Rights groups: UN summit falling short on refugee issues News
Rights groups: UN summit falling short on refugee issues

Human Rights Watch (HRW) and Amnesty International (AI) [advocacy websites] on Tuesday said that the draft of the final outcome document for the upcoming UN summit on refugees falls short of dealing with the issue effectively. According to the rights groups, the UN is missing an opportunity [AP report] by not proposing anything of substance. Salil Shetty, Secretary General of AI, stated [press release], “[f]aced with the worst refugee crisis in 70 years, world leaders have shown a shocking disregard for the human rights of people who have been forced to leave their homes due to conflict or persecution.” Originally, the outcome document included a proposal that would require member states to annually be open to 10 percent of the world’s refugee population. However, these proposals were removed from the final draft, leaving no concrete obligations regarding how member states must handle refugees. US President Barack Obama [official profile] will host a meeting of world leaders in New York after the summit to discuss refugee initiatives.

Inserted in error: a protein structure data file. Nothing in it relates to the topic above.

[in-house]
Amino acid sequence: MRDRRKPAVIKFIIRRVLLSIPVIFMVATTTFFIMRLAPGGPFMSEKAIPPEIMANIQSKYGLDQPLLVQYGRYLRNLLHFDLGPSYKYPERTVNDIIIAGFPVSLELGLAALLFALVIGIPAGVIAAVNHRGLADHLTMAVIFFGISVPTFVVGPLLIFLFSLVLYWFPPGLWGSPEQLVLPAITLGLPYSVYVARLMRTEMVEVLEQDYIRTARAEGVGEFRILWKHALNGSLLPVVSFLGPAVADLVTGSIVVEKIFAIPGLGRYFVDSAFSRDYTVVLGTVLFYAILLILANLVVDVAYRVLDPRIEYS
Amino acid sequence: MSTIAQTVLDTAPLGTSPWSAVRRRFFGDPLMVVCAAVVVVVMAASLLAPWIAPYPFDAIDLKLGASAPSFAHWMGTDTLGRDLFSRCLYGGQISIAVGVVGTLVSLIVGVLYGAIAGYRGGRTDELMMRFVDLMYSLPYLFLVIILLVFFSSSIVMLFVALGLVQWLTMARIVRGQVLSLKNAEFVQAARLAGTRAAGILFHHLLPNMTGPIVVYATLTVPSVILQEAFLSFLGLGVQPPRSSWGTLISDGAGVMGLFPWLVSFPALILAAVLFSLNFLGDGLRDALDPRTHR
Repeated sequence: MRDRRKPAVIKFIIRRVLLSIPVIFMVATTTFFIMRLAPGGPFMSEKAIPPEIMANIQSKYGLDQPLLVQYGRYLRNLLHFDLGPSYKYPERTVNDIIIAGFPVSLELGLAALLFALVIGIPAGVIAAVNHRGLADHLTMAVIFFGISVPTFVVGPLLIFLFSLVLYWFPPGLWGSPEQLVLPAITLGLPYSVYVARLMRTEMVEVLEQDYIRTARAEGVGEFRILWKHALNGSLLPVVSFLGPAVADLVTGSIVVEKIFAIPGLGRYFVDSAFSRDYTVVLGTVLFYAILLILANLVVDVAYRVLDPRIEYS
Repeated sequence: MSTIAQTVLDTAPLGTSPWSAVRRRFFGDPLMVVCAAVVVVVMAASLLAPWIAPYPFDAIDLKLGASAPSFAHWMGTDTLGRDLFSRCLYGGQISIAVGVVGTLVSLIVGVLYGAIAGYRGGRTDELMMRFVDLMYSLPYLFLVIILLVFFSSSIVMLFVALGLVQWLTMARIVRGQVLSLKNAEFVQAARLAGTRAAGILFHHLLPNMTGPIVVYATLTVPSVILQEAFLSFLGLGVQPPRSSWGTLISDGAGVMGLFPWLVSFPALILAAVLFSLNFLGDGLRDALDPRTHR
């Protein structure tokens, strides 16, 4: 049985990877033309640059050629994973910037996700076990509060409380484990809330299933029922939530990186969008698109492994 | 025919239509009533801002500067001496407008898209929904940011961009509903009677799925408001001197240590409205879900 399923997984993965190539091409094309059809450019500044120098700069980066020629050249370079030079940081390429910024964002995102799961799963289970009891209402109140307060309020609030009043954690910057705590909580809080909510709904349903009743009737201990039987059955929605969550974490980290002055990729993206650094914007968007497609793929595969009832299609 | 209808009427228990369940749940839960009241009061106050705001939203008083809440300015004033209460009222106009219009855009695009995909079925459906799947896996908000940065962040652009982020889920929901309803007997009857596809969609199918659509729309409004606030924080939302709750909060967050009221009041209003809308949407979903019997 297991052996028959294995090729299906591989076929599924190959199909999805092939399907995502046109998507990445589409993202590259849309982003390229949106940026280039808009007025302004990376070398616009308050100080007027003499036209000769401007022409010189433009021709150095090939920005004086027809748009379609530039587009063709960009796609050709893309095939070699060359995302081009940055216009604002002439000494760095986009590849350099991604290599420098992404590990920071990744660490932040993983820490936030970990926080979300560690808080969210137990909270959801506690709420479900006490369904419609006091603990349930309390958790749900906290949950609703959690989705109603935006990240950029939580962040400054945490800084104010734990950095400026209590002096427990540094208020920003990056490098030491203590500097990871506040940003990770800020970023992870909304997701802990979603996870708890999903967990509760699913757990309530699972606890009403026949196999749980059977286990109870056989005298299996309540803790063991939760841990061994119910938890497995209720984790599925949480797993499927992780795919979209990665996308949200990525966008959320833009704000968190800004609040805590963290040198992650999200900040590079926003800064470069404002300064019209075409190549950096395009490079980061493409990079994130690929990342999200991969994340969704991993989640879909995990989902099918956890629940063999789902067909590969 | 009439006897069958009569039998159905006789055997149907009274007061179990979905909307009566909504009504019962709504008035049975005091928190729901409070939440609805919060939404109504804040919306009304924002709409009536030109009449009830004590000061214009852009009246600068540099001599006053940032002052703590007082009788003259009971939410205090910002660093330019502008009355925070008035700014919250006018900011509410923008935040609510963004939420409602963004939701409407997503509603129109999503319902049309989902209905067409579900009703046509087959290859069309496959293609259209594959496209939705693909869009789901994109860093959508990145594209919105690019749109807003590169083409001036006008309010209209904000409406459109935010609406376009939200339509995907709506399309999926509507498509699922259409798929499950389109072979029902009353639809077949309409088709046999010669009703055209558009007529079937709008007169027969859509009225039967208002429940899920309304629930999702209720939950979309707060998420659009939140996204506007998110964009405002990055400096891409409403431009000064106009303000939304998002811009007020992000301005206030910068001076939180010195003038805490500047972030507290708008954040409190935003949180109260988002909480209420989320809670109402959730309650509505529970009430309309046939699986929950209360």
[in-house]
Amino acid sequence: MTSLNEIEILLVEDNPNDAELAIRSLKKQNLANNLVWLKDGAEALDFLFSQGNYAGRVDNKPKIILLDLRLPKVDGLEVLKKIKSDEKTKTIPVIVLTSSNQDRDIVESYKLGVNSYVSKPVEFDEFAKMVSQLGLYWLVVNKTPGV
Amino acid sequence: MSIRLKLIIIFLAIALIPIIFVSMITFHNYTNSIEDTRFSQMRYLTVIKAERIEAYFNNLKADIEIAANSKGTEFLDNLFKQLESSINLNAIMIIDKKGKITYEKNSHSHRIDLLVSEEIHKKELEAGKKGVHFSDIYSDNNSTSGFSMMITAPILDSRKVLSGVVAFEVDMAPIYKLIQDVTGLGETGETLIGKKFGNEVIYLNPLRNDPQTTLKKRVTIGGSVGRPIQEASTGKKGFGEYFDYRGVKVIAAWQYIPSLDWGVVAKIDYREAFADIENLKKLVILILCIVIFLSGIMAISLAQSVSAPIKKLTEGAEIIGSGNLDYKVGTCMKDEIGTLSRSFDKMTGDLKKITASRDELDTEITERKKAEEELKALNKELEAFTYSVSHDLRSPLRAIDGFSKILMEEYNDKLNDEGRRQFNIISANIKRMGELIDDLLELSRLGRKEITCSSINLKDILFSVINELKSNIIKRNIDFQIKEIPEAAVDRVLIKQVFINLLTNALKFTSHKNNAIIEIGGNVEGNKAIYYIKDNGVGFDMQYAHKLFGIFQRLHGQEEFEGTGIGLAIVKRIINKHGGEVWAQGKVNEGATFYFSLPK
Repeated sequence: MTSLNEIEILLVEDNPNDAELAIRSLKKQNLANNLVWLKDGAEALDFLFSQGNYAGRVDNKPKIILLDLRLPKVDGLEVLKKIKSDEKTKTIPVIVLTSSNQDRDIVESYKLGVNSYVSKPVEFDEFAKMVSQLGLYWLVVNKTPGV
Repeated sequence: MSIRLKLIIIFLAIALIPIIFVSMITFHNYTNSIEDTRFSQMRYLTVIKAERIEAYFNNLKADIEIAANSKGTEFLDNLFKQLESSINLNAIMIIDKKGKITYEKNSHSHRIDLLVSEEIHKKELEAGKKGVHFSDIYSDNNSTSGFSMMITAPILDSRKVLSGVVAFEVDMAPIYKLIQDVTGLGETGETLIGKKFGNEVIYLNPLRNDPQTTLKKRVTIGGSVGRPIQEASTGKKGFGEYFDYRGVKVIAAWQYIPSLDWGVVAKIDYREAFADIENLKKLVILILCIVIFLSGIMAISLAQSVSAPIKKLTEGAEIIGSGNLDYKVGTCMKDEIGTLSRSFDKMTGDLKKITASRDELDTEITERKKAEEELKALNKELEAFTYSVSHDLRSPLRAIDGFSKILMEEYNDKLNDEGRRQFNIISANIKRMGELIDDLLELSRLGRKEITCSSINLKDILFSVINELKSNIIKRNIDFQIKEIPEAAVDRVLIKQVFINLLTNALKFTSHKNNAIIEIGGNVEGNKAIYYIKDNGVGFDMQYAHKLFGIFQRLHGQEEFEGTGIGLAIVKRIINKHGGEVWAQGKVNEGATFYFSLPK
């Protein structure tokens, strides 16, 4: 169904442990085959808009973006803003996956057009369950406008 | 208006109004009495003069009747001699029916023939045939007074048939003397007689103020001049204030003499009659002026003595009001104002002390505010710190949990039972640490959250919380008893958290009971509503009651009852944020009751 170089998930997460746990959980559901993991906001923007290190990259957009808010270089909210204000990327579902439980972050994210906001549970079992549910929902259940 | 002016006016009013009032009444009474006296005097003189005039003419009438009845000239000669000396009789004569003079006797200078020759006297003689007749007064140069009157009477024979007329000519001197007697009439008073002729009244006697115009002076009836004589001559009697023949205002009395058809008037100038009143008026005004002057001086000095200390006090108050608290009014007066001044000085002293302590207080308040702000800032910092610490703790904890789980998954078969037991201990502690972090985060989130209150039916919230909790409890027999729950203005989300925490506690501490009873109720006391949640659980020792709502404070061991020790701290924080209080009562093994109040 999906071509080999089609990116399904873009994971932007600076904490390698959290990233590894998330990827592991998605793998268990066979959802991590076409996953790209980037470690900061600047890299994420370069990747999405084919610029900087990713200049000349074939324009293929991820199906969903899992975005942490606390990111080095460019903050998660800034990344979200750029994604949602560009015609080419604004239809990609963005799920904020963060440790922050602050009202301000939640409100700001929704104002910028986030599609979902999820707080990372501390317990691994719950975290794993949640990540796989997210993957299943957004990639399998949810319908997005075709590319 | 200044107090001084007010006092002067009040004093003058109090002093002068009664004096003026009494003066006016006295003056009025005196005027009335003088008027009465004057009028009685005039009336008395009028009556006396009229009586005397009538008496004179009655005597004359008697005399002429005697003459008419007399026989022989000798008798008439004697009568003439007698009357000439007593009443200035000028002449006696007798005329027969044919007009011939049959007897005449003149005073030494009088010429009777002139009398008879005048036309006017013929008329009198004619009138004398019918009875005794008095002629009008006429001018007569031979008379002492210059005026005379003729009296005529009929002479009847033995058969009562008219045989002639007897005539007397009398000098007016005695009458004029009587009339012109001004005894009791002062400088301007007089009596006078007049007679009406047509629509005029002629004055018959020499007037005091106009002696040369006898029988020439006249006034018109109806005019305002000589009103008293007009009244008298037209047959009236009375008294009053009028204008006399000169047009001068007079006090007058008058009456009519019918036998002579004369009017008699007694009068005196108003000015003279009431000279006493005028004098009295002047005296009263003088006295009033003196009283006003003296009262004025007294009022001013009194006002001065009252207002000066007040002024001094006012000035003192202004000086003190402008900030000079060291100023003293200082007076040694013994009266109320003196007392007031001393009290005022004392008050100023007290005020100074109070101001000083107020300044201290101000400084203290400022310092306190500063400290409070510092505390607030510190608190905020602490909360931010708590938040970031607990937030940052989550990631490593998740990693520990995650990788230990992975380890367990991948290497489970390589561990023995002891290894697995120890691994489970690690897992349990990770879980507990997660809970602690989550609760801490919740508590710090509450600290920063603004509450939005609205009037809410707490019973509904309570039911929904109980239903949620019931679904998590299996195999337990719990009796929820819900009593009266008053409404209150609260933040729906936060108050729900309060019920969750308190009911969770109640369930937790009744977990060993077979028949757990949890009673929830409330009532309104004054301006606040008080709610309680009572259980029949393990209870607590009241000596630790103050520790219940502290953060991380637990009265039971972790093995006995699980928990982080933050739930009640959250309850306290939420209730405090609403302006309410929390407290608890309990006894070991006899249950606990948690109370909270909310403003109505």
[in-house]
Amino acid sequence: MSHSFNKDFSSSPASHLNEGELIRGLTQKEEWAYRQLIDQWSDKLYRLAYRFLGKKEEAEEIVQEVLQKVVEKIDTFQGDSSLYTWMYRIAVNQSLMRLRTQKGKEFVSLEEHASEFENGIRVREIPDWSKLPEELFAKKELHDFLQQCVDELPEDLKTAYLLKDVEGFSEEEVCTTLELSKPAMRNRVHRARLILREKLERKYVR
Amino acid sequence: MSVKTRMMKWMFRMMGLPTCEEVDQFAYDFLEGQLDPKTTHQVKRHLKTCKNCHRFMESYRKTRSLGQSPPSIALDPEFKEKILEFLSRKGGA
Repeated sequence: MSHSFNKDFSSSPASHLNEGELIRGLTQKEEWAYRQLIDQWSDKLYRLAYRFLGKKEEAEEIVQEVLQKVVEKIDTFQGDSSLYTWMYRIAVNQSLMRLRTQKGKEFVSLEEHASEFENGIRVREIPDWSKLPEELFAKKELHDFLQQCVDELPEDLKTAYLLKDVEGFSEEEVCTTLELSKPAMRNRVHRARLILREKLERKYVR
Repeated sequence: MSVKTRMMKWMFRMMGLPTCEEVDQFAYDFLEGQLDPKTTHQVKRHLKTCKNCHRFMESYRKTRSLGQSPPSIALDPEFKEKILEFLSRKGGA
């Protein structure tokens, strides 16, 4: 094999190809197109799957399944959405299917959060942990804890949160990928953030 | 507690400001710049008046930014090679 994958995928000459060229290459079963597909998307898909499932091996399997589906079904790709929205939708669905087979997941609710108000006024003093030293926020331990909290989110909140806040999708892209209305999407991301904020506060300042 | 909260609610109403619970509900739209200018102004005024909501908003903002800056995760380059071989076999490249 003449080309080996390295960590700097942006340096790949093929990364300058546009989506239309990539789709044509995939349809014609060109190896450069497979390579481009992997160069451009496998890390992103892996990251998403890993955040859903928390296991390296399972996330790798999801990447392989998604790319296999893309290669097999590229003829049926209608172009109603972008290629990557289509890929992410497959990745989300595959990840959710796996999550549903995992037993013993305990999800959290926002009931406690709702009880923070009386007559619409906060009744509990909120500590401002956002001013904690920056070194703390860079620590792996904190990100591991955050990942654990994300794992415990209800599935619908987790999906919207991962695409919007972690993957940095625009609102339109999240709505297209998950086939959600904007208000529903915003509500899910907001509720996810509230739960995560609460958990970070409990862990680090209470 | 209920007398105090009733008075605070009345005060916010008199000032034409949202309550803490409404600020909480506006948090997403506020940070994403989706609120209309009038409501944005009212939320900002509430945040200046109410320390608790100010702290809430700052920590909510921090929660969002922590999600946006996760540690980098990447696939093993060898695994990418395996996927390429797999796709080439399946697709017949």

The rights of migrant populations has emerged as one of the most significant humanitarian issues around the world, as millions seek asylum from conflict nations. Austrian Interior Minister Wolfgang Sobotka said [JURIST report] earlier this month that Austria will take Hungary to the International Court of Justice [official website] if Hungary does not begin accepting returning migrants that crossed into Austria from Hungary. Last month the UN High Commissioner for Human Rights Zeid Ra’ad al Hussein [official profile] expressed concern [JURIST report] over Bulgaria’s criminalization of migrants leaving and entering the country. In June the European Court of Justice (ECJ) [official website] rejected a challenge [JURIST report] to Britain’s refusal to pay family welfare benefits to unemployed EU migrants who do not have the right to reside in the UK. The judges ruled that such unequal treatment is justified on the basis of protecting a member state’s finances. Also in June the ECJ ruled that non-EU immigrants who illegally enter the Schengen area across an internal border should not be jailed [JURIST report] solely on that basis. In March the ECJ ruled that Germany may place “residence conditions” [JURIST report] on refugees. In February the UN High Commissioner for Refugees said that new measures put in place by many European countries are too restrictive and place undue hardships [JURIST report] on refugees and asylum-seekers.